It has been assumed that photo-oxidation of chromophoric dissolved organic matter is the primary source of superoxide (O2-) and hydrogen peroxide (H2O2); however, there are indications that biological sources may play a significant, if not dominant, role in the production of these reactive oxygen species (ROS). Because the presence of these ROS in the open ocean can affect the redox cycling of iron, copper, and manganese which thereby influencing their bioavailability and H2O2 has been shown to inhibit the growth of Prochlorococcus ecotypes in the mixed layer, it is important to understand the biological controls on O2- and H2O2. For this reason, scientists at the Colorado School of Mines and Harvard University will test the following hypotheses: (1) dark biological production is an important contribution of H2O2 and O2- to oligotrophic surface waters; (2) spatial and temporal variations in biological production and decomposition rates contribute to the observed variability in H2O2 concentrations; (3) biological production of H2O2 in oligotrophic waters proceeds via formation of O2-, and the yield of H2O2 from O2- is variable depending on the major sink reactions (e.g. with metals) of O2-; and (4) activities of NADH (nicotinamide adenine dinucleotide) oxidase enzymes from a phylogenetically and ecologically diverse group of bacteria, including cyanobacteria and heterotrophs, are significant sources of ROS to marine waters. To test the first three hypotheses, a series of field observations in oligotrophic waters of the subtropical North Pacific will be carried out to establish biological production rates of H2O2 and O2- and assess their relationship to photochemical production and H2O2 concentrations in the euphotic zone. In addition, laboratory studies will also be conducted to examine the stoichiometric yield of H2O2 from O2- in the presence of different O2- sinks. For hypothesis 4, the diversity of microorganisms involved in ROS production will be identified, as well as the proteins involved which will enable the interpretation of community-level transcriptomic data for regions illustrating variable contributions of biological activity to ROS production.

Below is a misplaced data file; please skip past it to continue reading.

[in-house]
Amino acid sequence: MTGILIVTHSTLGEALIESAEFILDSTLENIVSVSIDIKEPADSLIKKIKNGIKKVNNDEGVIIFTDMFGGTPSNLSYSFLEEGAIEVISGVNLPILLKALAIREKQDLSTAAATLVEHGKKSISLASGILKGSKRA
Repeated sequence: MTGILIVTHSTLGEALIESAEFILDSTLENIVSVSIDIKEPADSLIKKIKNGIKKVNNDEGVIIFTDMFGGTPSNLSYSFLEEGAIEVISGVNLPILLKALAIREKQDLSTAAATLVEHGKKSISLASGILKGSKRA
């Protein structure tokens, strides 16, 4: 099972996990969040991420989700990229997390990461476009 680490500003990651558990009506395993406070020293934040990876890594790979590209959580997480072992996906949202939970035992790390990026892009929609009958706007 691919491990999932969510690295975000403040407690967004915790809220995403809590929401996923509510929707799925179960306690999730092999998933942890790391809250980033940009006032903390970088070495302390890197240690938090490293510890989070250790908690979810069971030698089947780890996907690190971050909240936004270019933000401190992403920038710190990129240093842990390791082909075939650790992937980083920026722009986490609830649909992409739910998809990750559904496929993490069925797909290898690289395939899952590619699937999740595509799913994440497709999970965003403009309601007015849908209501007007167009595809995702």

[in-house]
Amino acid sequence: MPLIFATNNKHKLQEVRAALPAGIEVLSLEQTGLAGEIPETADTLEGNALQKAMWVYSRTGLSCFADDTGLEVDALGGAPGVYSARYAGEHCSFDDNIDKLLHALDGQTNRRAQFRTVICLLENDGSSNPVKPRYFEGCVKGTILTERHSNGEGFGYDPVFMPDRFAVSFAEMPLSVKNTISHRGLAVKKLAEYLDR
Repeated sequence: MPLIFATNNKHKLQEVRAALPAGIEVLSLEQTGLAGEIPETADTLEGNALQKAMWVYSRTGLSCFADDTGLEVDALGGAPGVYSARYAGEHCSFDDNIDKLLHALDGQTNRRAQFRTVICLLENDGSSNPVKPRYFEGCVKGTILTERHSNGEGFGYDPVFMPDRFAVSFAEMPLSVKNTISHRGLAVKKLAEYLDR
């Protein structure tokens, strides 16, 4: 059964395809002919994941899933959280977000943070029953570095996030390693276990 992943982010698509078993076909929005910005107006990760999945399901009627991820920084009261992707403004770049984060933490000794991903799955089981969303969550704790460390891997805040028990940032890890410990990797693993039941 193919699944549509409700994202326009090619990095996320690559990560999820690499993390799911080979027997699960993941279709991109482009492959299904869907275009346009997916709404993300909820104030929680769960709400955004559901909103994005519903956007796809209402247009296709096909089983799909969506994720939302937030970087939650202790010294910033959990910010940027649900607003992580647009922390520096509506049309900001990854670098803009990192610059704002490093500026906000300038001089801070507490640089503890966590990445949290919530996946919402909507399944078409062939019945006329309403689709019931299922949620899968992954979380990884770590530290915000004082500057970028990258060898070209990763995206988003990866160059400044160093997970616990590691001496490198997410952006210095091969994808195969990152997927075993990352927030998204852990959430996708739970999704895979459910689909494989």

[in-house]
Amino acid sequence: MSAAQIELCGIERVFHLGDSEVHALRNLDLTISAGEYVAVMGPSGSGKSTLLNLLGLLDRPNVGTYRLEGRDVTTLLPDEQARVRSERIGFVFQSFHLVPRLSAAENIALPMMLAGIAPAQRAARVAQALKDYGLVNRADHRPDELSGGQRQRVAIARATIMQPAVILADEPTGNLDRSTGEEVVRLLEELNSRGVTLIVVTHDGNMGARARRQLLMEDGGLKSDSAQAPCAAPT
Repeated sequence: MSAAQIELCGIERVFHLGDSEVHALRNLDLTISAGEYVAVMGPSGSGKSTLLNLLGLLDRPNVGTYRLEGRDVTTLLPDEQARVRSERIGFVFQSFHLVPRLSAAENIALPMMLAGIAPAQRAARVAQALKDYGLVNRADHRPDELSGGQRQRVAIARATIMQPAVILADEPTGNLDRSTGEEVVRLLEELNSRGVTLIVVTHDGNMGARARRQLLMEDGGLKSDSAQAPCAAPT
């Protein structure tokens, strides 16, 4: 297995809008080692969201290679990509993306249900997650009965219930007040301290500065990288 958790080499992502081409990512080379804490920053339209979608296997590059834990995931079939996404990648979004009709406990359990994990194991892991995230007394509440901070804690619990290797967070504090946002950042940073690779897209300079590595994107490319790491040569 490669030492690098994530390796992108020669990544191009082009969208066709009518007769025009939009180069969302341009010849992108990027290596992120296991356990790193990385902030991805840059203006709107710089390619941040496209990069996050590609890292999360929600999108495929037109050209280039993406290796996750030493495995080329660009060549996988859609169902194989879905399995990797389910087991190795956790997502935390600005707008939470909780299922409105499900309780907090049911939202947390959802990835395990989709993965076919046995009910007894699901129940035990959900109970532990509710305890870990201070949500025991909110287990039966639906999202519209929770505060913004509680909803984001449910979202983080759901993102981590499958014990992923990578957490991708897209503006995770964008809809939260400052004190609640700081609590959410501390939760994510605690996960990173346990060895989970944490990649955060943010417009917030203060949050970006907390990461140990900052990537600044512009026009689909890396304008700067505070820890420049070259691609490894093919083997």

As regards broader impacts, the lead proponent plans to present a lecture at the Colorado Science Conference for Professional Development on the importance of biogeochemical cycles. If successfully received, she proposes to develop this material into a one day workshop and offer it via the Colorado School of Mines Teacher Enhancement Program. One postdoc and one graduate student from the Colorado School of Mines and one postdoc, one graduate student, and one undergraduate student from Harvard University would be supported and trained as part of this project.